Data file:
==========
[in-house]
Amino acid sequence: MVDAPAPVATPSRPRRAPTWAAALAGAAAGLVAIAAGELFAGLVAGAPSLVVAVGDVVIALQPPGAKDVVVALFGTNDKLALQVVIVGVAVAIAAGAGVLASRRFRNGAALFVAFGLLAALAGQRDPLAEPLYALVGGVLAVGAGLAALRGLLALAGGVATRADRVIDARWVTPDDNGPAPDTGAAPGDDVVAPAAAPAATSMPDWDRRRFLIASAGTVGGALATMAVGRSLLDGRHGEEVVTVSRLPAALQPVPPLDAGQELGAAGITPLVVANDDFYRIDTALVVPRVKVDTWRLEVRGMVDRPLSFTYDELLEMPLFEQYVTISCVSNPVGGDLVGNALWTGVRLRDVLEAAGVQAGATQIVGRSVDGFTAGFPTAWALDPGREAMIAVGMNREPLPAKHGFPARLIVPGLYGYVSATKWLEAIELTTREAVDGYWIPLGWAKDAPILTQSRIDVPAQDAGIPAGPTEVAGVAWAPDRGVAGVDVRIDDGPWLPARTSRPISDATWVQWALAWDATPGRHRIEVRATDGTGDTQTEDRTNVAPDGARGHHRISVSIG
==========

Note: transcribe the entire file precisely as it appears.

[in-house]
Amino acid sequence: MVDAPAPVATPSRPRRAPTWAAALAGAAAGLVAIAAGELFAGLVAGAPSLVVAVGDVVIALQPPGAKDVVVALFGTNDKLALQVVIVGVAVAIAAGAGVLASRRFRNGAALFVAFGLLAALAGQRDPLAEPLYALVGGVLAVGAGLAALRGLLALAGGVATRADRVIDARWVTPDDNGPAPDTGAAPGDDVVAPAAAPAATSMPDWDRRRFLIASAGTVGGALATMAVGRSLLDGRHGEEVVTVSRLPAALQPVPPLDAGQELGAAGITPLVVANDDFYRIDTALVVPRVKVDTWRLEVRGMVDRPLSFTYDELLEMPLFEQYVTISCVSNPVGGDLVGNALWTGVRLRDVLEAAGVQAGATQIVGRSVDGFTAGFPTAWALDPGREAMIAVGMNREPLPAKHGFPARLIVPGLYGYVSATKWLEAIELTTREAVDGYWIPLGWAKDAPILTQSRIDVPAQDAGIPAGPTEVAGVAWAPDRGVAGVDVRIDDGPWLPARTSRPISDATWVQWALAWDATPGRHRIEVRATDGTGDTQTEDRTNVAPDGARGHHRISVSIG